Former Hewlett Packard chief executive John Young once said, “You can’t manage what you can’t measure”. Indeed, how can you know whether you’ve reached your business goals if you don’t measure your criteria for success? It’s our observation that not enough business owners measure outcomes to determine whether they’ve reached their goals. And those that do measure performance often attempt to measure too many outcomes, many of which are not linked to their strategies and goals.
Adopting a performance measurement system is not particularly complicated, but it requires business owners to decide what the measures will be and how they will be used in a meaningful way. Here are some guidelines.
State the Company’s Goals
Review the business’s strategic plan, if there is one, or list three to five high-level goals for the business’s major operations (e.g., sales, design, production, human resources, information systems, customer service). These goals should be quantifiable wherever possible. For example, your sales goals might be to increase revenues 20% per year and improve customer retention. Production goals might be to consistently deliver on time and to reduce scrap and rework by 50%. Marketing goals may be more subjective, such as improving your image among customers in a specific product category. Although this process may seem daunting, it can and should be kept simple. Whether you are brainstorming alone or with a group of colleagues, it won’t take long if you focus on what really matters to your company.
Review Existing Measures
Once you’ve identified the business’s goals, review your existing measures to see whether they fit your objectives. For example, do you create detailed overtime reports each month even though overtime is used to manage production fluctuations? Do you track total sales even when your primary objective is to boost sales for a particular product line? Determine where there are gaps between what is being measured and what should be measured. There may be too many measures, or current measurements may contradict your goals. Imagine the consequences of measuring growth, for example, without considering its effect on long-term profitability.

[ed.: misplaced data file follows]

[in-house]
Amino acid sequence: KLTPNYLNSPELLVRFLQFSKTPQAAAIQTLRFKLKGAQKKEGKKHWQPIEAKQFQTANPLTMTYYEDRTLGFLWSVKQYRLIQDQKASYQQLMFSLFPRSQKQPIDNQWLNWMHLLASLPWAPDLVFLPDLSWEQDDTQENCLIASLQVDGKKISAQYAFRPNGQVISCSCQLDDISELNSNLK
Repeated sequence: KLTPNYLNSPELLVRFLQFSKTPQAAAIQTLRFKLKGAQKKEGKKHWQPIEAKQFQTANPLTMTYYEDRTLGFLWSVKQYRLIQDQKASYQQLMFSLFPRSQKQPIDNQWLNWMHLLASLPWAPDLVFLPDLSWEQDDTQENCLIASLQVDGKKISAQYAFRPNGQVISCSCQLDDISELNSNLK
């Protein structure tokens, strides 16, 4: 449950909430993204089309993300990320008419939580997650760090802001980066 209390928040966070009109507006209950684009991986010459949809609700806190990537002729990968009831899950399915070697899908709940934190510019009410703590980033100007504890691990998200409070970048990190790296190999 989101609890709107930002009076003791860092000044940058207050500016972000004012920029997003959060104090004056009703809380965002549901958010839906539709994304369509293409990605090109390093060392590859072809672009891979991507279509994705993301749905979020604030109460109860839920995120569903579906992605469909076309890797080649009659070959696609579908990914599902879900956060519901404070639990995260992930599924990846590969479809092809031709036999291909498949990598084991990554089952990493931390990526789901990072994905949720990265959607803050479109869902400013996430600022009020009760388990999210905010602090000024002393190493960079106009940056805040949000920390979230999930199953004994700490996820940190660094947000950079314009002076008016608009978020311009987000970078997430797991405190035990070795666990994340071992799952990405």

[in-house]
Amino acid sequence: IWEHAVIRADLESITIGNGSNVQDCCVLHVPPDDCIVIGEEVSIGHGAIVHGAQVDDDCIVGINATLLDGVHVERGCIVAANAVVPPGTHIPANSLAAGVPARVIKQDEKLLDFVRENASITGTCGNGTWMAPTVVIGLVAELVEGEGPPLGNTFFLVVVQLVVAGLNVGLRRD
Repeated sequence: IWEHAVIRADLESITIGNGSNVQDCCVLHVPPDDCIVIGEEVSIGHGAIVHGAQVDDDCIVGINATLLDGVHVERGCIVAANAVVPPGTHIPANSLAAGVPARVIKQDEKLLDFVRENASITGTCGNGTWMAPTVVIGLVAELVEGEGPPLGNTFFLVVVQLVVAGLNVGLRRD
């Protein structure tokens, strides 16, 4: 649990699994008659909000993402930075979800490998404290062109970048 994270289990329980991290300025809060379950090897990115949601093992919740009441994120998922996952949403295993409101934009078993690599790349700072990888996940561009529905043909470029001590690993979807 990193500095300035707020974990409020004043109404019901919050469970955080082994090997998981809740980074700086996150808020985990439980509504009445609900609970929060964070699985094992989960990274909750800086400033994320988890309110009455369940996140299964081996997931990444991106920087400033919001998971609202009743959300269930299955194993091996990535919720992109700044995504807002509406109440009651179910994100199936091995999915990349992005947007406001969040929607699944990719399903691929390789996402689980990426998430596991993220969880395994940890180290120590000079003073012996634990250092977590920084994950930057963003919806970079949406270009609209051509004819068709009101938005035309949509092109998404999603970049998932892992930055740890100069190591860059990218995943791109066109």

Establish New Measures
Based on your review, establish new measurements that gauge only what matters to the business. This may sound like a big job, but most companies are able to continue using 50% to 75% of their existing measures with only minor adjustments. If your sales goals are to increase revenues and improve customer retention, track sales revenue and customer turnover. To keep manufacturing on schedule and reduce scrap and rework, monitor on-time delivery percentages and track scrap and rework dollars as a percentage of production dollars.
Decide how the new measures will be used
If the company is falling short in a particular area, what will you do about it? How will you determine the cause of the problem How will you get back on track?
Design the New System
It is important to design a system in which critical measurements are performed with the needed frequency. Determine how the measurements will be reported and to whom the data will be distributed. What data must be collected to perform the measurements you need? How should it be collected? How often? Who should be responsible for doing so? Although it’s important to have specific guidelines, flexibility is also important in the early stages of implementation.
Implement the New System
When you and your team are comfortable with the new system and agree that it achieves its intended purpose, make it a permanent part of your management approach. Collecting data and measuring outcomes is a waste of time and money if the information is never acted upon. For the system to be effective, employees responsible for achieving the company’s goals must be accountable. Inform employees of performance measurement results and communicate your expectations for the next measurement period. As the company’s goals and strategies change over time, so will your measurement system. The most important goal in creating or modifying a system, today or 10 years from now, is to ensure that it is driven by the business’s strategic plan and is designed to motivate change in the direction the business wants to move.
If you would like help with how to measure performance within your business, then please contact us.